BACKGROUND: Among coagulase-negative staphylococci, Staphylococcus haemolyticus is the second most frequently isolated species from human blood cultures and has the highest level of antimicrobial resistance. This species has zoonotic character and is prevalent both in humans and animals. Recent studies have indicated that methicillin-resistant S. haemolyticus (MRSH) is one of the most frequent isolated Staphylococcus species among neonates in intensive care units. The aim of this study was to determine the presence of MRSH in different groups of companion animals and to characterize isolates according their antimicrobial resistance.
METHODS: Samples (n = 754) were collected from healthy and diseased dogs and cats, female dogs in pure-breed kennels, healthy horses, and kennel owners. Classical microbiological tests along with molecular testing including PCR and 16S rRNA sequencing were performed to identify MRSH. Clonality of the isolates was assessed by Pulsed Field Gel Electrophoresis using the SmaI restriction enzyme. Antimicrobial susceptibility testing was performed using the broth micro-dilution method. Detection of genes encoding antimicrobial resistance was performed by PCR. Statistical analysis was performed using the R Project of Statistical Computing, "R 1.8.1" package.
RESULTS: From a total of 754 samples tested, 12 MRSH isolates were obtained. No MRSH were found in horses and cats. Eleven isolates were obtained from dogs and one from a kennel owner. Ten of the dog isolates were detected in pure-breed kennels. The isolates demonstrated the same clonality only within separate kennels.The most frequent resistances of MRSH isolates was demonstrated to benzylpenicillin (91.7%), erythromycin (91.7%), gentamicin (75.0%), tetracycline (66.7%), fluoroquinolones (41.7%) and co-trimoxazole (41.7%). One isolate was resistant to streptogramins. All isolates were susceptible to daptomycin, rifampin, linezolid and vancomycin. The clone isolated from the kennel owner and one of the dogs was resistant to beta-lactams, macrolides, gentamicin and tetracycline.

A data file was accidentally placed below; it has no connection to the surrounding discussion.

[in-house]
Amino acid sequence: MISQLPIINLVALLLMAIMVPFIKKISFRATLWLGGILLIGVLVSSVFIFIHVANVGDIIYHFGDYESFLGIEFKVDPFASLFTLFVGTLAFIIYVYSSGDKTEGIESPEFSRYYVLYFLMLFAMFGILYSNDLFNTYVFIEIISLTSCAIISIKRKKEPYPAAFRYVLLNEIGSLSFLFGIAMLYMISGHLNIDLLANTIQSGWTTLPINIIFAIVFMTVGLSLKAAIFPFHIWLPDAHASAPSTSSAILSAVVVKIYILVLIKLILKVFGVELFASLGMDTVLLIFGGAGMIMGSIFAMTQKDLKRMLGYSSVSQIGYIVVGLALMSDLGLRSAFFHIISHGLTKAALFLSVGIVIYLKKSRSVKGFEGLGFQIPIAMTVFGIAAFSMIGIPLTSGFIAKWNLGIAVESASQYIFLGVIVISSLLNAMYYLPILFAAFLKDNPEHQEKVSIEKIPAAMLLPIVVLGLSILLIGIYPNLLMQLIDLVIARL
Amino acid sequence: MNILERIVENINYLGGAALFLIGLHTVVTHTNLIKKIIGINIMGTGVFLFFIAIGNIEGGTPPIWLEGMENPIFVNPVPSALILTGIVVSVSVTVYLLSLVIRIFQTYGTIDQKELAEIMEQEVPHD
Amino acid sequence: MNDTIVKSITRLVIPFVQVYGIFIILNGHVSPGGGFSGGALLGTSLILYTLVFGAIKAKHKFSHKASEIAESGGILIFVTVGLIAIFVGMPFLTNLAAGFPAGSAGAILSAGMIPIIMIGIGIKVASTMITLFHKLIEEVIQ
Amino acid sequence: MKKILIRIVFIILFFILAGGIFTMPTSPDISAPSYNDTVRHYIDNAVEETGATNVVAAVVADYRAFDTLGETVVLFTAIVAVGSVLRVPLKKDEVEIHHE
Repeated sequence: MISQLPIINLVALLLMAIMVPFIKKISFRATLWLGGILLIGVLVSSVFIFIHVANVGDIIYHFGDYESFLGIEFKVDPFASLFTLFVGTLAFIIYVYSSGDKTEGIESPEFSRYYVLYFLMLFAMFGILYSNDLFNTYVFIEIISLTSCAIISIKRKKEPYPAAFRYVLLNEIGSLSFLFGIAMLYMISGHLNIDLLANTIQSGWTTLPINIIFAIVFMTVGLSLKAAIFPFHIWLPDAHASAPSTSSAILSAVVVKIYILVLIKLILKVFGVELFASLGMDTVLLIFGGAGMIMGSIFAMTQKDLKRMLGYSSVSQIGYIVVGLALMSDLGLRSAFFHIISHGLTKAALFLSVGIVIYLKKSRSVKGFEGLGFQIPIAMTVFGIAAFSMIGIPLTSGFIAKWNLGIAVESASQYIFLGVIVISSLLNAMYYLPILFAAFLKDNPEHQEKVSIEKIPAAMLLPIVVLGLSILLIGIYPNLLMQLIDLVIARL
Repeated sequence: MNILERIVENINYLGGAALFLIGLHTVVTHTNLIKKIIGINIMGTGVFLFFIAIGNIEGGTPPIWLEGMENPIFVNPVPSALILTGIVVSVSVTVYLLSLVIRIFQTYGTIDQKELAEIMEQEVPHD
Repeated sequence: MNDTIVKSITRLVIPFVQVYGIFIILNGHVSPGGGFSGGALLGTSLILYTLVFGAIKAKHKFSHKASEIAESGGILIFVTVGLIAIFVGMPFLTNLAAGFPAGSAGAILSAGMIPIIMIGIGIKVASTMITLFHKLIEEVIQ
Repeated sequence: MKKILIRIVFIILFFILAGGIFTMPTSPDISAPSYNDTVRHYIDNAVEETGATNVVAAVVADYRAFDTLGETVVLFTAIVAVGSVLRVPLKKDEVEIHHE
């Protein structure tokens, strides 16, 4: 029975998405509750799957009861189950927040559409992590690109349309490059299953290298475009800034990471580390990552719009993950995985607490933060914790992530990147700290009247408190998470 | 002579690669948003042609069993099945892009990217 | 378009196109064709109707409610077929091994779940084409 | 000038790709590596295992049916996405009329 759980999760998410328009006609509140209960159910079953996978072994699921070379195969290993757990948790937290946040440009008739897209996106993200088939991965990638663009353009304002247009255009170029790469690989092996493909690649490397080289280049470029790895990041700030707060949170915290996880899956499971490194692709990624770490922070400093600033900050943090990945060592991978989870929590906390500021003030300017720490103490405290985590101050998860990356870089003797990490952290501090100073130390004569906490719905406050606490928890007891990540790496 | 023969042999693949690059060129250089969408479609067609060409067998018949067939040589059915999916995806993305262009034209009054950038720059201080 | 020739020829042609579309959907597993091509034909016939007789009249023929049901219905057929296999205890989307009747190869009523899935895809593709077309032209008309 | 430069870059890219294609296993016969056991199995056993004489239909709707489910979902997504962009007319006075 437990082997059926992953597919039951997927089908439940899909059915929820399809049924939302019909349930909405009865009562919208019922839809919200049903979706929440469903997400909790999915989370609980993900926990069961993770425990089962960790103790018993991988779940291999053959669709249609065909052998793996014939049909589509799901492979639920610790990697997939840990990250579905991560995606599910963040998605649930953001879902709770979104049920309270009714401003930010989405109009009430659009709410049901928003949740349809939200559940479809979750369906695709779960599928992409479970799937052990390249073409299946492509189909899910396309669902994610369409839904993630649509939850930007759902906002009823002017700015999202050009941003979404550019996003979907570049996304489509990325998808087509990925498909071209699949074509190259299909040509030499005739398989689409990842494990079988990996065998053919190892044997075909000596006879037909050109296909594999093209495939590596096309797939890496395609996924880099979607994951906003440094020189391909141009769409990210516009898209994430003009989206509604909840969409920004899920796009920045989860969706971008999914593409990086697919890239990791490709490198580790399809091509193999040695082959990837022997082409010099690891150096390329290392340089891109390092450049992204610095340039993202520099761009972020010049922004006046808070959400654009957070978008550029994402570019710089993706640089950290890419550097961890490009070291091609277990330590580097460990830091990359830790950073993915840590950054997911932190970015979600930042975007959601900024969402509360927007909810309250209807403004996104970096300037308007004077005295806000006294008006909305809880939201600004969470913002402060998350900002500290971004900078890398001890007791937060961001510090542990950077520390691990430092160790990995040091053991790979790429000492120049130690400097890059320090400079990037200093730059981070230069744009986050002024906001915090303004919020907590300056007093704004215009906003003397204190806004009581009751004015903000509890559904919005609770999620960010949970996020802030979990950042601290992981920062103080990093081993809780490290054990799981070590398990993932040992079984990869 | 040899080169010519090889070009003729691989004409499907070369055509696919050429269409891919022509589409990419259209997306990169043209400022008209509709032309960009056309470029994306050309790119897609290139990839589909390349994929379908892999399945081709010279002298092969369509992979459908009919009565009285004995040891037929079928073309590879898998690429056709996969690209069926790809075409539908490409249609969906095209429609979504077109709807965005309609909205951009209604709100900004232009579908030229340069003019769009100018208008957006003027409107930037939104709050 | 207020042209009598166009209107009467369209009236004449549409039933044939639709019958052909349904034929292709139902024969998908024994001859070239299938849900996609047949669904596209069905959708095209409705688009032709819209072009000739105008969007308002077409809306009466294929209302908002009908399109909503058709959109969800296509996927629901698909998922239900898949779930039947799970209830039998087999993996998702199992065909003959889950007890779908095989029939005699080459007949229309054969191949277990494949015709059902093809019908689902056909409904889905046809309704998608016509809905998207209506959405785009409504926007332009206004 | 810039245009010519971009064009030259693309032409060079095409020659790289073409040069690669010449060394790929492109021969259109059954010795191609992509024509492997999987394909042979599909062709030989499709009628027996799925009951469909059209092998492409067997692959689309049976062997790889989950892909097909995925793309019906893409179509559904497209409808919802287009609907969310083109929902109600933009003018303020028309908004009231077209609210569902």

CONCLUSIONS: Pure-breed kennels keeping 6 or more females were determined to be a risk factor for the presence of MRSH strains. MRSH isolated from companion animals were frequently resistant to some classes of critically important antimicrobials, although they remain susceptible to antibiotics used exclusively in human medicine.
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